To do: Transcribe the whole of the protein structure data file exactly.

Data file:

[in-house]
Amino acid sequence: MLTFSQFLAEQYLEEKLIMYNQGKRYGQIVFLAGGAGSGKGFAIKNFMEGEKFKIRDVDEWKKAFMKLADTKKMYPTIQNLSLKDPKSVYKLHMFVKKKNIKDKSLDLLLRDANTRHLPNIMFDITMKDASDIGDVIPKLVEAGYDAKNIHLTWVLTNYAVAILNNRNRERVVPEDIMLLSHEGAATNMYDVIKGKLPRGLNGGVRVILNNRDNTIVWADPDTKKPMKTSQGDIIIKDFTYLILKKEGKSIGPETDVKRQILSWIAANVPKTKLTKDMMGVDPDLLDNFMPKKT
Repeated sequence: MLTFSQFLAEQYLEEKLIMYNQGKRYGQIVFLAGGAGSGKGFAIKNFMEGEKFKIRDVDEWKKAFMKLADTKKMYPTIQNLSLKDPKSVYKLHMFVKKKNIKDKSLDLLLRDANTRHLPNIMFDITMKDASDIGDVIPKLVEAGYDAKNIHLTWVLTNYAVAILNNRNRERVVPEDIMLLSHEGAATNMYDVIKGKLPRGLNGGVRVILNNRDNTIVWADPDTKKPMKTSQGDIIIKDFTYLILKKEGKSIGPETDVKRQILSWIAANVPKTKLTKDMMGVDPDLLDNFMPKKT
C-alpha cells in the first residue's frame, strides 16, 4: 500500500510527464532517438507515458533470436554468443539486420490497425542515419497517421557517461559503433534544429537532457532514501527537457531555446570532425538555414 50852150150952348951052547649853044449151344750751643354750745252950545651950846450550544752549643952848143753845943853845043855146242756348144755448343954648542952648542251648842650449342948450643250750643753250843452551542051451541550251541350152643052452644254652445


[in-house]
Amino acid sequence: MLTFSQFLAEQYLEEKLIMYNQGKRYGQIVFLAGGAGSGKGFAIKNFMEGEKFKIRDVDEWKKAFMKLADTKKMYPTIQNLSLKDPKSVYKLHMFVKKKNIKDKSLDLLLRDANTRHLPNIMFDITMKDASDIGDVIPKLVEAGYDAKNIHLTWVLTNYAVAILNNRNRERVVPEDIMLLSHEGAATNMYDVIKGKLPRGLNGGVRVILNNRDNTIVWADPDTKKPMKTSQGDIIIKDFTYLILKKEGKSIGPETDVKRQILSWIAANVPKTKLTKDMMGVDPDLLDNFMPKKT
Repeated sequence: MLTFSQFLAEQYLEEKLIMYNQGKRYGQIVFLAGGAGSGKGFAIKNFMEGEKFKIRDVDEWKKAFMKLADTKKMYPTIQNLSLKDPKSVYKLHMFVKKKNIKDKSLDLLLRDANTRHLPNIMFDITMKDASDIGDVIPKLVEAGYDAKNIHLTWVLTNYAVAILNNRNRERVVPEDIMLLSHEGAATNMYDVIKGKLPRGLNGGVRVILNNRDNTIVWADPDTKKPMKTSQGDIIIKDFTYLILKKEGKSIGPETDVKRQILSWIAANVPKTKLTKDMMGVDPDLLDNFMPKKT
C-alpha cells in the first residue's frame, strides 16, 4: 500500500510527464532517438507515458533470436554468443539486420490497425542515419497517421557517461559503433534544429537532457532514501527537457531555446570532425538555414 50852150150952348951052547649853044449151344750751643354750745252950545651950846450550544752549643952848143753845943853845043855146242756348144755448343954648542952648542251648842650449342948450643250750643753250843452551542051451541550251541350152643052452644254652445